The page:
The first step I did, was use the create-react-app command in my terminal, where I then moved the various components of my simple React application. Then I followed the following steps:

Step 1

Edit package.json by adding a homepage

"homepage": "https://[insert username].github.io/[insert project repo name]"

Step 2

Run npm install --save-dev gh-pages

Step 3

Edit package.json by adding a predeploy and deploy script:

"scripts": {
"predeploy": "npm run build",
"deploy": "gh-pages -d build"
}

Step 4

Run: npm run deploy

And there you have it, a simple enough solution for deploying those simple enough React applications.

A Brief Overview of Node.js and Express.js

If you’ve worked with JavaScript frameworks and libraries, chances are that you’ve heard of Node.js and Express.js. So for those who are unfamiliar to these terms – what exactly are they?

Node.js

Node.js is an open-source JavaScript runtime environment, that uses Google’s V8 JavaScript engine, where you can build server applications. Node.js is not a framework, although it has many modules that are written in JavaScript. It has event-driven architecture that is capable of asynchronous I/O, otherwise none as a form of input/output processing that allows other processing to continue before the transfer of data has finished.

Express.js

Express.js is a web application framework for Node.js, that’s used for building APIs. It is also known for being a backend component of the MEAN stack.

I’ve worked with Node.js and Express.js to create APIs, so I feel like I can never think about one of them without having the other one come to mind.

New Design for GBCI.org

This week we recently launched a new design for GBCI.org. I used Flexbox a little bit with the layout, and tried to find better images that could create more of an impact for the viewer. I also adjusted the icons and tried to style the site in such a way where CMS editors can make changes to background images without having to touch the CSS.

Here’s a look at the new homepage:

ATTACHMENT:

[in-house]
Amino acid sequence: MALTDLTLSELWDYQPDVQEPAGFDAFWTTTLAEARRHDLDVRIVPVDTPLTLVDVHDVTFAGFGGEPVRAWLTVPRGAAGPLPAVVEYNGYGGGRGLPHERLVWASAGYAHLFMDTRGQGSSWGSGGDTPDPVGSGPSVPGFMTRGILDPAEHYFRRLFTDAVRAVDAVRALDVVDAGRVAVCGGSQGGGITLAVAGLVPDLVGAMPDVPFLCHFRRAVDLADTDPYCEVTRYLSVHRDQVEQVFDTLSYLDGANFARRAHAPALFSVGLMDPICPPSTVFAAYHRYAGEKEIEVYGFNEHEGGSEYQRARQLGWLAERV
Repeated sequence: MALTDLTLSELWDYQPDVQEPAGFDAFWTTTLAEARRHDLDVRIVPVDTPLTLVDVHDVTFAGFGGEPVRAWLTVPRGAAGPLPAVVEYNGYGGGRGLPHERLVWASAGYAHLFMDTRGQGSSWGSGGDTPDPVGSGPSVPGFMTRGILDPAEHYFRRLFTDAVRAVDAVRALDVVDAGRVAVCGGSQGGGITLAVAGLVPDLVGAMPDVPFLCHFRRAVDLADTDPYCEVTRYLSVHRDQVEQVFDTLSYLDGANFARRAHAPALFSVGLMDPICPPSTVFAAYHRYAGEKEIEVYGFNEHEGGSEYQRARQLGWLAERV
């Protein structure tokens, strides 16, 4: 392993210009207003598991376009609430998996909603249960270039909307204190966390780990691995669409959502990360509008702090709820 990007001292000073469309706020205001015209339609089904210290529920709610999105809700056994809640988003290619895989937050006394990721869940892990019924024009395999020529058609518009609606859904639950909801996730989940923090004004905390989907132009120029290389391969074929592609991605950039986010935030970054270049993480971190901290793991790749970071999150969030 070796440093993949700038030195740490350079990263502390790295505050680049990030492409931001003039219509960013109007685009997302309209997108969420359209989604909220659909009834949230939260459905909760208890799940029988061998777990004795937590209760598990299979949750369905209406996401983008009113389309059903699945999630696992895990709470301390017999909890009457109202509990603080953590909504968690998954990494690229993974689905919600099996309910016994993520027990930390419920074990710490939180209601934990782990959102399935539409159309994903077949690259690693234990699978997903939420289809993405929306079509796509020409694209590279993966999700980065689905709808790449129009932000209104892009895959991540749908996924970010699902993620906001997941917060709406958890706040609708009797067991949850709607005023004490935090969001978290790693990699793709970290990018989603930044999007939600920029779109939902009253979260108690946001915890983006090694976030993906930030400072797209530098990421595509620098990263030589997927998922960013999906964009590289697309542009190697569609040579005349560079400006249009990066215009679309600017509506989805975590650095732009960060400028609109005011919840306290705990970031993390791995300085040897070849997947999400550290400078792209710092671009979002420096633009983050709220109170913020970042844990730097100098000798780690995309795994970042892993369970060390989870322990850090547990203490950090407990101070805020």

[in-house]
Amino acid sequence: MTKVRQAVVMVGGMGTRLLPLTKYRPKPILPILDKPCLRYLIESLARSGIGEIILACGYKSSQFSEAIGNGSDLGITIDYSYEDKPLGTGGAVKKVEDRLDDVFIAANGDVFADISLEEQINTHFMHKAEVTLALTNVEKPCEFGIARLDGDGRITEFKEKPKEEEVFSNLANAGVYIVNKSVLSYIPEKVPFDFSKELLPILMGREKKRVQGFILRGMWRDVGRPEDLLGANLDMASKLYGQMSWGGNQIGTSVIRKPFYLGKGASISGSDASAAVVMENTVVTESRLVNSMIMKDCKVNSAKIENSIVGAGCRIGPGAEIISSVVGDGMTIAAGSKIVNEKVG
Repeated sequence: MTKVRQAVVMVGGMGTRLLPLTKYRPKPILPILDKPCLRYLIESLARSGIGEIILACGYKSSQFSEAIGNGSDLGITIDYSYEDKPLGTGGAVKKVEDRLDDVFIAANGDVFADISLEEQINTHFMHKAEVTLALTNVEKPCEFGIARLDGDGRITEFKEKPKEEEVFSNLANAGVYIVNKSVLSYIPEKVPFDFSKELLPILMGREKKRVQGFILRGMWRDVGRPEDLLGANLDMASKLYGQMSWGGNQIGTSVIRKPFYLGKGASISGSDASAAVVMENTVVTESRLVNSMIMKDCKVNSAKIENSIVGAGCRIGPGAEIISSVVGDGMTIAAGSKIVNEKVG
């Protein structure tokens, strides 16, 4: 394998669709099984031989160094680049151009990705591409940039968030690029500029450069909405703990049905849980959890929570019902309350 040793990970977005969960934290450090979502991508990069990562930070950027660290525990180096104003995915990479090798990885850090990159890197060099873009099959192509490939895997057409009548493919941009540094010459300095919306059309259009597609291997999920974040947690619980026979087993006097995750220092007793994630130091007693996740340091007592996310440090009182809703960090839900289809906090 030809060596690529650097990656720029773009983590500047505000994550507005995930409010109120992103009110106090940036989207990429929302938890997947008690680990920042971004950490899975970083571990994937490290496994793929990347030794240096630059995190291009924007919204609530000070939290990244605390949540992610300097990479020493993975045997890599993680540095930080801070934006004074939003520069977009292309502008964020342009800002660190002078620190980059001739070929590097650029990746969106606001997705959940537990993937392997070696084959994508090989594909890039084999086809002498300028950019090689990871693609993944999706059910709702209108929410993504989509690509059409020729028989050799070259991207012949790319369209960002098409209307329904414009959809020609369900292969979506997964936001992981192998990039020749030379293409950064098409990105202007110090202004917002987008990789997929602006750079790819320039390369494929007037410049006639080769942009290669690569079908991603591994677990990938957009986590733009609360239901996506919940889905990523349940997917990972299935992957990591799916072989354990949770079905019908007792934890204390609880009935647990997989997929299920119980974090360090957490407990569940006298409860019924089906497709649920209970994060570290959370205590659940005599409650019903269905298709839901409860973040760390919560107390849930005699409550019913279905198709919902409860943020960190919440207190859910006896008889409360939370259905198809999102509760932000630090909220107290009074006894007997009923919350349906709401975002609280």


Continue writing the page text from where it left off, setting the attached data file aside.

Here’s actually what the previous homepage looked like. I designed this one a couple of years ago:

Before I started working at USGBC, the GBCI website looked like this:

Overview of Design Patterns

Design patterns are guidelines for solving common problems in software development. By learning design patterns, you can quickly and easily communicate designs to other software developers.

A few common design patterns include the following:

Strategy Pattern

The Strategy Pattern defines a family of algorithms, encapsulates each one, and makes them interchangeable. Instead of inheriting behavior, it is created.

Observer Pattern

The Observer Pattern is the most commonly used design pattern in the real world. It defines a one-to-many dependency between objects so that when one object changes its state, all of its dependents are notified and updated automatically.

Decorator Pattern

The Decorator Pattern attaches additional responsibilities to an object dynamically. Decorators provide a flexible alternative to subclassing for extending functionality.

Singleton Pattern

The Singleton Pattern ensures that a class has only one instance, and provides a global access point to it.

State Pattern

The State Pattern uses a set of state constants, and uses a variable to hold the current state. The pattern encapsulates state into separate classes.

Collection Pattern

The Collection Pattern provides a way to access the elements of an aggregate object without exposing its underlying representation.